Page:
Elektron was one of the earliest Soviet scientific satellite missions to be authorized following the initial Sputnik (D-1) series. The two spacecraft were designed to be deployed in a single launch of a Vostok-K booster. The spacecraft had the specific task of mapping the Van Allen radiation belts at higher inclinations than that achieved by US satellites of the time (60 degrees vs 30 degrees latitude). The Elektron missions consisted of two different satellites in each pair. Elektron 1 and 3 were used for the lower orbit, while Elektron 2 and 4 were boosted to a higher orbit. Decrees authorizing design and building of the Elektrons were issued on 9 May 1960 and 13 May 1961. Design work began in July 1960.
Elektron 2 and 4, with a design mass of 460 kg, were boosted into a high 450 × 60,000 km orbit to map the outer Van Allen belt, simultaneous with Elektron 1 and 3's study of the inner radiation belt. To attain this orbit it used a perigee kick motor - a solid rocket of 3350 kgf and 12 to 15 seconds duration. Elektron 2 and 4 were 400 mm in diameter and 850 mm long. The spacecraft also measured cosmic rays and the upper atmosphere.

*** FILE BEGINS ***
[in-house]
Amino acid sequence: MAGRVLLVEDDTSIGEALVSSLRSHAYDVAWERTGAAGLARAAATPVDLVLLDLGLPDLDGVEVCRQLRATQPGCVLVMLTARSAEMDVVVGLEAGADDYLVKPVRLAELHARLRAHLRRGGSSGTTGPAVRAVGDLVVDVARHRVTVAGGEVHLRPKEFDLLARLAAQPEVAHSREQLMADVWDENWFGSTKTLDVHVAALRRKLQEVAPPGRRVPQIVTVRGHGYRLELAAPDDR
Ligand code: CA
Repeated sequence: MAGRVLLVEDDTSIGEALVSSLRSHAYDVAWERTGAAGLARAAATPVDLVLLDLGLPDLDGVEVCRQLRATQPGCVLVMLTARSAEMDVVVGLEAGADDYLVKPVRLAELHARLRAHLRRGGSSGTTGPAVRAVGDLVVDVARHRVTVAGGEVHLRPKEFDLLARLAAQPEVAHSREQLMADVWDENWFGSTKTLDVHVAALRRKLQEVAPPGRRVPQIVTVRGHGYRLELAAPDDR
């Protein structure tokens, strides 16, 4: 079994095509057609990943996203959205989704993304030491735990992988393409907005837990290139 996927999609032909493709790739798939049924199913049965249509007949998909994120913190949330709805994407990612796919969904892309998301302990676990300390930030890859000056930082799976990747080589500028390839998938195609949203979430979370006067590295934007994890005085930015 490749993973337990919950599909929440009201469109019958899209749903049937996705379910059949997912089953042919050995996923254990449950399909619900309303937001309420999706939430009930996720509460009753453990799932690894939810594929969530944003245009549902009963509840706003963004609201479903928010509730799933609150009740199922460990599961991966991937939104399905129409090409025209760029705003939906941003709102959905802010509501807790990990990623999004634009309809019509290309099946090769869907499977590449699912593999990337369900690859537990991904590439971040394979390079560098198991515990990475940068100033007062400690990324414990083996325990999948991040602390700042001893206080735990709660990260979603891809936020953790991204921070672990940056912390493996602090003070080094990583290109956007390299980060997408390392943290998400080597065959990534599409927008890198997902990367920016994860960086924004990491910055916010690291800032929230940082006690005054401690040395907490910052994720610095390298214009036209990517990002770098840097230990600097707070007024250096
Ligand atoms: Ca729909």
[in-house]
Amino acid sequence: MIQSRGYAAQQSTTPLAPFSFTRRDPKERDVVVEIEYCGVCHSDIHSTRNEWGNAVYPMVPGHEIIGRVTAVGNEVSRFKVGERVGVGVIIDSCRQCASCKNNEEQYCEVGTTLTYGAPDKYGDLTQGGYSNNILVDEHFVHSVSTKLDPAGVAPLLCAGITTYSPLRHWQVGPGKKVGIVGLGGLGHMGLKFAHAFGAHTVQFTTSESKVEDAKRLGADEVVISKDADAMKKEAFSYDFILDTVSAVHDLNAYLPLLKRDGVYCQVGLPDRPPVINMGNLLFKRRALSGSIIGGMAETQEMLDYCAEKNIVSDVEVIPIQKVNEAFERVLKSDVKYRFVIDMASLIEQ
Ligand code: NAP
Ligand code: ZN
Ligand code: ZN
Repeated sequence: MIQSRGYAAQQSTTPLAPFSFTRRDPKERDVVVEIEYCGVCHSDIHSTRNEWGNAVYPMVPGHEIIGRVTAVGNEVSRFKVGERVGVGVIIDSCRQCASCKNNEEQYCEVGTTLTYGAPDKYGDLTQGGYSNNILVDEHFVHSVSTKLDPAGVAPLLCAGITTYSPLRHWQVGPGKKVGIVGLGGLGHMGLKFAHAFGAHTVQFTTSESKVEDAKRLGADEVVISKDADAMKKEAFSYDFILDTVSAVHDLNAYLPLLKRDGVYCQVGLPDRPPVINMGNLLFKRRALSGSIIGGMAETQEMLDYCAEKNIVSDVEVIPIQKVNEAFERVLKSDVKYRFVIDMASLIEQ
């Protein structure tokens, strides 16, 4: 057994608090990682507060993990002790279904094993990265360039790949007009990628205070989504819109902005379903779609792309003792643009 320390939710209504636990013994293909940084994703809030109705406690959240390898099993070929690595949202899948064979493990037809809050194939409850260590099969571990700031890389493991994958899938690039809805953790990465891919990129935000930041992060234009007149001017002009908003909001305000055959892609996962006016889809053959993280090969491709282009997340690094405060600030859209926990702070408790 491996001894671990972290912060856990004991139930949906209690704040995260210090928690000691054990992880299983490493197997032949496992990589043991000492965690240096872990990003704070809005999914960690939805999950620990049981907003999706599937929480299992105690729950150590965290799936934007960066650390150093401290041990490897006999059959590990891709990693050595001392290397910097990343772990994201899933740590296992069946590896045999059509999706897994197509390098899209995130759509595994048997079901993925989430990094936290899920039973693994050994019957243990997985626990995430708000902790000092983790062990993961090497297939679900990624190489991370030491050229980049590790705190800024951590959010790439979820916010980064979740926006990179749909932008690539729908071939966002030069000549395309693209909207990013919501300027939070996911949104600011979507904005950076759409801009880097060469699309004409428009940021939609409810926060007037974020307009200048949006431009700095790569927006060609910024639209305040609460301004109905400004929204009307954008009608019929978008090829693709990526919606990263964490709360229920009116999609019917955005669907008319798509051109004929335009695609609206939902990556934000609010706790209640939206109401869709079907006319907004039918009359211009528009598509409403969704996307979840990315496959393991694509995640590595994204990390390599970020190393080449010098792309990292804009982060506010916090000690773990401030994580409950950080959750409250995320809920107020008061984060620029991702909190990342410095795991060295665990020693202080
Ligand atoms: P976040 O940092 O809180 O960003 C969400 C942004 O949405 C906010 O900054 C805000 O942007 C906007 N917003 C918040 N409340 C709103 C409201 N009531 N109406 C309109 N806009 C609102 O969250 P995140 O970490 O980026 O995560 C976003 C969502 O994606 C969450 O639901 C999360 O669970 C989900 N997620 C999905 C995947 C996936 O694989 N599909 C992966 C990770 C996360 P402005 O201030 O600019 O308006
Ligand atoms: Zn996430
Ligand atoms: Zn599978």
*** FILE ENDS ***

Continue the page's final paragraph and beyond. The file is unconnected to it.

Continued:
|Type / Application:||Magnetospheric research|
|Power:||Solar cells, batteries|
|Orbit:||460 km × 68200 km, 61° (#1); 459 km × 66235 km, 60.87° (#2)|
|Elektron 2||1964-006B||30.01.1964||Ba LC-1/5||Vostok-K||with Elektron 1|
|Elektron 4||1964-038B||10.07.1964||Ba LC-1/5||Vostok-K||with Elektron 3|